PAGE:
SAN JOSE, CA.- David Hockney: Bigger Picture is film-maker Bruno Wollheims account of David Hockneys return to his native Yorkshire, after 25 years of living in California. Filmed over three years, it finds the artist at a crisis point in his life and art. Hockney has come back to oil painting after a six-year break, for the first time working outside, directly from nature, en plein air. At the age of 70, he is painting through the seasons and in all weathers. He also wants to be filmed at work another first.
It emerges that Hockney wants to co-opt the documentary on an anti-photographic mission to prove the superiority of painting as visual truth. His recent work on the controversial book and film Secret Knowledge has convinced him that Western art for the last 500 years has embraced a photographic view of the world, and that he must abandon the camera, up to then the mainstay of his art. The film traces Hockneys uneasy love affair with photography and pursues a dialogue between the two media.
Step by step, the film records Hockneys efforts to re-learn his craft from first principles: going back to the natural world for inspiration, using watercolour for a greater directness, the study of ancient Chinese Scrolls, the rapid strides he makes with oils in both technique and ambition.
Interviews with Hockney and his sister Margaret reveal more personal motives for his homecoming. His dachshunds have died, so have many of his friends. The death-bed wish of a close Yorkshire friend also plays a part, so too his mothers death which frees up the house in the remote seaside resort of Bridlington where shed spent her last years. Hes also back in the fields where as a schoolboy he took holiday jobs.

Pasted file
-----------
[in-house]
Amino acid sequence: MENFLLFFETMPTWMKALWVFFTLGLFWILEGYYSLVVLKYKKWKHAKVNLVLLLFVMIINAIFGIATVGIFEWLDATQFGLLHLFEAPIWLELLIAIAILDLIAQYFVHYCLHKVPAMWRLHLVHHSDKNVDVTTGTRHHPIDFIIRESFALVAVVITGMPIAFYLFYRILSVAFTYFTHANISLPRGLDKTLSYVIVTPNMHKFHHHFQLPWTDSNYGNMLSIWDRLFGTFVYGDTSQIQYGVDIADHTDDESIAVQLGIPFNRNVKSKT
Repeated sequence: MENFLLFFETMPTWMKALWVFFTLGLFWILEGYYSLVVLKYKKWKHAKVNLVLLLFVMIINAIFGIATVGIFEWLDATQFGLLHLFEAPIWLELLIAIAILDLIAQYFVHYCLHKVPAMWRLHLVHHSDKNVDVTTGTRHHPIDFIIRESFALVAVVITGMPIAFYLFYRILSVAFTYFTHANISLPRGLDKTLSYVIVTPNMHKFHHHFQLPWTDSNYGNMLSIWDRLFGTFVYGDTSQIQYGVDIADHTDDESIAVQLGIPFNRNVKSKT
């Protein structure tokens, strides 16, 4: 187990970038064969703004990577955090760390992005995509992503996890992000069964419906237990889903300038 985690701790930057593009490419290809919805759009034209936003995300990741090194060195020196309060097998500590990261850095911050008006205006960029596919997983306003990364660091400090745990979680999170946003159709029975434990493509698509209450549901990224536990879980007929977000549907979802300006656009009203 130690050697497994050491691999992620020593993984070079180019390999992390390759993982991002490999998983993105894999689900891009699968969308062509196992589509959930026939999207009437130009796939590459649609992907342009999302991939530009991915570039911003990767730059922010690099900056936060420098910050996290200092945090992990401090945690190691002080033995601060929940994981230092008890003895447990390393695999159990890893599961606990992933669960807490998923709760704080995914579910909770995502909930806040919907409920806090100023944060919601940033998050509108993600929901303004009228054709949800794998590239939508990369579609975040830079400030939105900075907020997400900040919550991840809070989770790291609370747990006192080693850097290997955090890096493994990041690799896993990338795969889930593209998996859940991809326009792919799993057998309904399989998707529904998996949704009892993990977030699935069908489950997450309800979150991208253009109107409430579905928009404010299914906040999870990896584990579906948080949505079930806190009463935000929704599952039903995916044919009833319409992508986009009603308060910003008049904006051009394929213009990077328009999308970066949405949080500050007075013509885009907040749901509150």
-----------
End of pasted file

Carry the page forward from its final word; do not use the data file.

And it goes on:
Hockney rediscovers the spectacle of Englands rapidly changing seasons, finding renewal and connection. His prolonged contact with Natures life-force brings an increasing abstraction to his art and a growing sense of his own mortality and isolation. A complex portrait emerges of an artist as an older man whose art can stop time running out.
The film culminates in the largest painting ever made outdoors, created in three weeks for The Royal Academys Summer Show. Hockney is making a statement about painting, pitting himself against the new YBA status quo - to which Damien Hirst provides a droll riposte. When he gives the picture to the Nation, the question of legacy hangs in the air.
In a final twist, Hockney starts working with digital photography. When challenged, he quotes another artist only believe what an artist does, not what they say!, a reminder that truth and artistic licence go hand-in-hand. Hockney remains elusive, equally on the topic of his homecoming. As he takes a wintry sunset drive along familiar country lanes, he quotes Van Gogh I lost the faith of my father but found another in the infinity of Nature.